Saturday, August 17, 2013

Solon.com: Your mortgage documents are fake!



MONDAY, AUG 12, 2013 04:58 AM PDT
Your mortgage documents are fake!
Prepare to be outraged. Newly obtained filings from this Florida woman's lawsuit uncover horrifying scheme (Update)
BY DAVID DAYEN
http://www.salon.com/2013/08/12/your_mortgage_documents_are_fake/

Your mortgage documents are fake!
Lynn Szymoniak (Credit: CBS News/60 MInutes)

If you know about foreclosure fraud, the mass fabrication of mortgage documents in state courts by banks attempting to foreclose on homeowners, you may have one nagging question: Why did banks have to resort to this illegal scheme? Was it just cheaper to mock up the documents than to provide the real ones? Did banks figure they simply had enough power over regulators, politicians and the courts to get away with it? (They were probably right about that one.)

A newly unsealed lawsuit, which banks settled in 2012 for $95 million, actually offers a different reason, providing a key answer to one of the persistent riddles of the financial crisis and its aftermath. The lawsuit states that banks resorted to fake documents because they could not legally establish true ownership of the loans when trying to foreclose.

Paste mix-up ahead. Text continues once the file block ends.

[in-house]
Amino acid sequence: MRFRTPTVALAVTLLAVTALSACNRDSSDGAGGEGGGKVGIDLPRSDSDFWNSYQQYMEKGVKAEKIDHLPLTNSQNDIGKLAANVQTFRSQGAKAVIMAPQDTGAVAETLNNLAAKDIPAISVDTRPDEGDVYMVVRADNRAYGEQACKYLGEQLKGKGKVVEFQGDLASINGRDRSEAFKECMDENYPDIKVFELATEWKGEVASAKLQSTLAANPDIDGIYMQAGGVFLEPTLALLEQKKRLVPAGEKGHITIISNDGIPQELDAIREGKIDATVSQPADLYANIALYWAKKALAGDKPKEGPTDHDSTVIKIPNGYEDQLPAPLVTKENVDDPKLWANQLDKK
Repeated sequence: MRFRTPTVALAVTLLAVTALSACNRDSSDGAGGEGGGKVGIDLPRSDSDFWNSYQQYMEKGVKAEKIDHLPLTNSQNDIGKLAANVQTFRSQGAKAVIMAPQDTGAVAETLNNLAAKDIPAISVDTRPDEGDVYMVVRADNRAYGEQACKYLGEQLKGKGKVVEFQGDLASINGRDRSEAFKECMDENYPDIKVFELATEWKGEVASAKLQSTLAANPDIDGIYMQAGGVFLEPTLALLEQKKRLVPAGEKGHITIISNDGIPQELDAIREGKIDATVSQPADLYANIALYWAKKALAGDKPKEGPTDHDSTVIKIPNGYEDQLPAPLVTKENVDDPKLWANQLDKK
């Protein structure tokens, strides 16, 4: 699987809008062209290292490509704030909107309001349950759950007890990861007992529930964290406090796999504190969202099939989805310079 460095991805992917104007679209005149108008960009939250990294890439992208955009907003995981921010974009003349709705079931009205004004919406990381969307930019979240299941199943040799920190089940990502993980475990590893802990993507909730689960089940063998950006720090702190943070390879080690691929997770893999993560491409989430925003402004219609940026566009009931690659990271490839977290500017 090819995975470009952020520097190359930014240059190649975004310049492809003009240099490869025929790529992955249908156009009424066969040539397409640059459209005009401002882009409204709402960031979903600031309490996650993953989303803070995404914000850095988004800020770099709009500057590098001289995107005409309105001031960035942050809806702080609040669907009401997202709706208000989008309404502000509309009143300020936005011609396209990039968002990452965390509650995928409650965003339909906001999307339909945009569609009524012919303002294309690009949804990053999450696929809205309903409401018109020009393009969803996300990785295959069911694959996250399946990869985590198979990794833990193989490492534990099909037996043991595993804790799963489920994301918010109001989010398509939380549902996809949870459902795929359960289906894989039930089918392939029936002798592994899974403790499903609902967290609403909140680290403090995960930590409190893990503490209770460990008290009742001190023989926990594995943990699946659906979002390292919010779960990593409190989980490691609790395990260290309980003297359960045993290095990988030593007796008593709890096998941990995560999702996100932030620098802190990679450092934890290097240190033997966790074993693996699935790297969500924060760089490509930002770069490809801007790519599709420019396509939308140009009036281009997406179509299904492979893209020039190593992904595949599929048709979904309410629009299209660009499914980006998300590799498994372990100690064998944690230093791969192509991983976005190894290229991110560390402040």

This reality, which banks did not contest but instead settled out of court, means that tens of millions of mortgages in America still lack a legitimate chain of ownership, with implications far into the future. And if Congress, supported by the Obama administration, goes back to the same housing finance system, with the same corrupt private entities who broke the nation’s private property system back in business packaging mortgages, then shame on all of us.

The 2011 lawsuit was filed in U.S. District Court in both North and South Carolina, by a white-collar fraud specialist named Lynn Szymoniak, on behalf of the federal government, 17 states and three cities. Twenty-eight banks, mortgage servicers and document processing companies are named in the lawsuit, including mega-banks like JPMorgan Chase, Wells Fargo, Citi and Bank of America.

This blog is supported by ads and donations. If you enjoy this blog please consider supporting it with a contribution via PayPal.